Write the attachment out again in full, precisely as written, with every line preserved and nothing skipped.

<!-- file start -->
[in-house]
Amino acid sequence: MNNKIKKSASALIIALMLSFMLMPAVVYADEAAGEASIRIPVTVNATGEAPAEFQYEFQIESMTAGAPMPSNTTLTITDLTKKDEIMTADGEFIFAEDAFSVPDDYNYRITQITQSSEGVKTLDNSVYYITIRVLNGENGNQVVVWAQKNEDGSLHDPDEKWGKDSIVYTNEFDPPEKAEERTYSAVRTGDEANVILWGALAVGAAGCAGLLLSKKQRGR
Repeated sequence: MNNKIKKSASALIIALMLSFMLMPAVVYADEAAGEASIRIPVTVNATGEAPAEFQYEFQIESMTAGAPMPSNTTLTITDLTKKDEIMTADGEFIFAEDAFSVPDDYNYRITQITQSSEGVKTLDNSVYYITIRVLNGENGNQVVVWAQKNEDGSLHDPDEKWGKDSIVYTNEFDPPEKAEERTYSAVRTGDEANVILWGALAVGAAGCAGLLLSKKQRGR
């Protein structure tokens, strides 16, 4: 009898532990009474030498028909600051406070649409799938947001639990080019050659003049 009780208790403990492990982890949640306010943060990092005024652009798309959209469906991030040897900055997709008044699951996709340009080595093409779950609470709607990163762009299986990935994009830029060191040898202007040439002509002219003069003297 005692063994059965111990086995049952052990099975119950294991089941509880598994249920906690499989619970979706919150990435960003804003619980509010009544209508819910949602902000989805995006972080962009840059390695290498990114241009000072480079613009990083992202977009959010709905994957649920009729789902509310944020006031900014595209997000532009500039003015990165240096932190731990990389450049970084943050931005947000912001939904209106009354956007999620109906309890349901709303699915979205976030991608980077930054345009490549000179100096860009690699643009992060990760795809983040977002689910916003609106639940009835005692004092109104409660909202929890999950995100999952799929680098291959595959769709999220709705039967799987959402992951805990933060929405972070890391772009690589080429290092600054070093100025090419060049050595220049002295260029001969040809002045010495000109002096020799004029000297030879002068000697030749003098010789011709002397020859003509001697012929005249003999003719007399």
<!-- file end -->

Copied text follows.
[in-house]
Amino acid sequence: MNNKIKKSASALIIALMLSFMLMPAVVYADEAAGEASIRIPVTVNATGEAPAEFQYEFQIESMTAGAPMPSNTTLTITDLTKKDEIMTADGEFIFAEDAFSVPDDYNYRITQITQSSEGVKTLDNSVYYITIRVLNGENGNQVVVWAQKNEDGSLHDPDEKWGKDSIVYTNEFDPPEKAEERTYSAVRTGDEANVILWGALAVGAAGCAGLLLSKKQRGR
Repeated sequence: MNNKIKKSASALIIALMLSFMLMPAVVYADEAAGEASIRIPVTVNATGEAPAEFQYEFQIESMTAGAPMPSNTTLTITDLTKKDEIMTADGEFIFAEDAFSVPDDYNYRITQITQSSEGVKTLDNSVYYITIRVLNGENGNQVVVWAQKNEDGSLHDPDEKWGKDSIVYTNEFDPPEKAEERTYSAVRTGDEANVILWGALAVGAAGCAGLLLSKKQRGR
């Protein structure tokens, strides 16, 4: 009898532990009474030498028909600051406070649409799938947001639990080019050659003049 009780208790403990492990982890949640306010943060990092005024652009798309959209469906991030040897900055997709008044699951996709340009080595093409779950609470709607990163762009299986990935994009830029060191040898202007040439002509002219003069003297 005692063994059965111990086995049952052990099975119950294991089941509880598994249920906690499989619970979706919150990435960003804003619980509010009544209508819910949602902000989805995006972080962009840059390695290498990114241009000072480079613009990083992202977009959010709905994957649920009729789902509310944020006031900014595209997000532009500039003015990165240096932190731990990389450049970084943050931005947000912001939904209106009354956007999620109906309890349901709303699915979205976030991608980077930054345009490549000179100096860009690699643009992060990760795809983040977002689910916003609106639940009835005692004092109104409660909202929890999950995100999952799929680098291959595959769709999220709705039967799987959402992951805990933060929405972070890391772009690589080429290092600054070093100025090419060049050595220049002295260029001969040809002045010495000109002096020799004029000297030879002068000697030749003098010789011709002397020859003509001697012929005249003999003719007399």